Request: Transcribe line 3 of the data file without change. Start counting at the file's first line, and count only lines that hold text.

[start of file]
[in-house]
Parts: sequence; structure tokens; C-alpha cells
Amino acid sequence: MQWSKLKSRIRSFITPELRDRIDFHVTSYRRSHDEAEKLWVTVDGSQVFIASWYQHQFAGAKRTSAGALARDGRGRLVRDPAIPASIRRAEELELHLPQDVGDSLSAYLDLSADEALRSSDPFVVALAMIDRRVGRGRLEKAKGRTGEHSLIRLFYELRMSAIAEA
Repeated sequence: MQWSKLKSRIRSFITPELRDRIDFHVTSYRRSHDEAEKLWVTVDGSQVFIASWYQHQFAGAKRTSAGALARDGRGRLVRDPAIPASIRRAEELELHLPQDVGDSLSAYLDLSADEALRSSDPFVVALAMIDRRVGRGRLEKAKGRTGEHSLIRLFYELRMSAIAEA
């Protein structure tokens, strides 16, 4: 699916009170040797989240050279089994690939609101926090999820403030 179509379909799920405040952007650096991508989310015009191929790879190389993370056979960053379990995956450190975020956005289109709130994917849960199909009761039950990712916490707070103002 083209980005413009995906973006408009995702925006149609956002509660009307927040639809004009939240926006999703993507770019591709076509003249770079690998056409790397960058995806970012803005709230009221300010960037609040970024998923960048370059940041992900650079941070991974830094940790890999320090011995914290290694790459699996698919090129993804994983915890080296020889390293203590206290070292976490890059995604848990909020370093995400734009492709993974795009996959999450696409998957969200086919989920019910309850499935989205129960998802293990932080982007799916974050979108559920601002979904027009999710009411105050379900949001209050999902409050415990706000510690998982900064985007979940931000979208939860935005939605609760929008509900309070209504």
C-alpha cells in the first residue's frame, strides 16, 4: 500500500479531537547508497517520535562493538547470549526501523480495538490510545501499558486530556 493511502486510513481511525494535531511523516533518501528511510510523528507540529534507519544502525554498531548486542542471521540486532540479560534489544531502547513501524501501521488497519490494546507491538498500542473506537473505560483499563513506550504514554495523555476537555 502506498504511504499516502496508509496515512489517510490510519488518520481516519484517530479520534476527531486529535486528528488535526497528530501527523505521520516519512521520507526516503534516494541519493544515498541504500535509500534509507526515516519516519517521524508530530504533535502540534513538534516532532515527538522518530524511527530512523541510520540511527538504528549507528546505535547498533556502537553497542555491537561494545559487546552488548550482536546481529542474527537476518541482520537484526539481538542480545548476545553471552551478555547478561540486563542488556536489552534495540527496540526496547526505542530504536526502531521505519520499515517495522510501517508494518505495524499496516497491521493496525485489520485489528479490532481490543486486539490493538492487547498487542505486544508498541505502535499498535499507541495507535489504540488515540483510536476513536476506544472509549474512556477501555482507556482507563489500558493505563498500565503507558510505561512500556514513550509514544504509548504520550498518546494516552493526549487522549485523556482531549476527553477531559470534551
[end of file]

Amino acid sequence: MQWSKLKSRIRSFITPELRDRIDFHVTSYRRSHDEAEKLWVTVDGSQVFIASWYQHQFAGAKRTSAGALARDGRGRLVRDPAIPASIRRAEELELHLPQDVGDSLSAYLDLSADEALRSSDPFVVALAMIDRRVGRGRLEKAKGRTGEHSLIRLFYELRMSAIAEA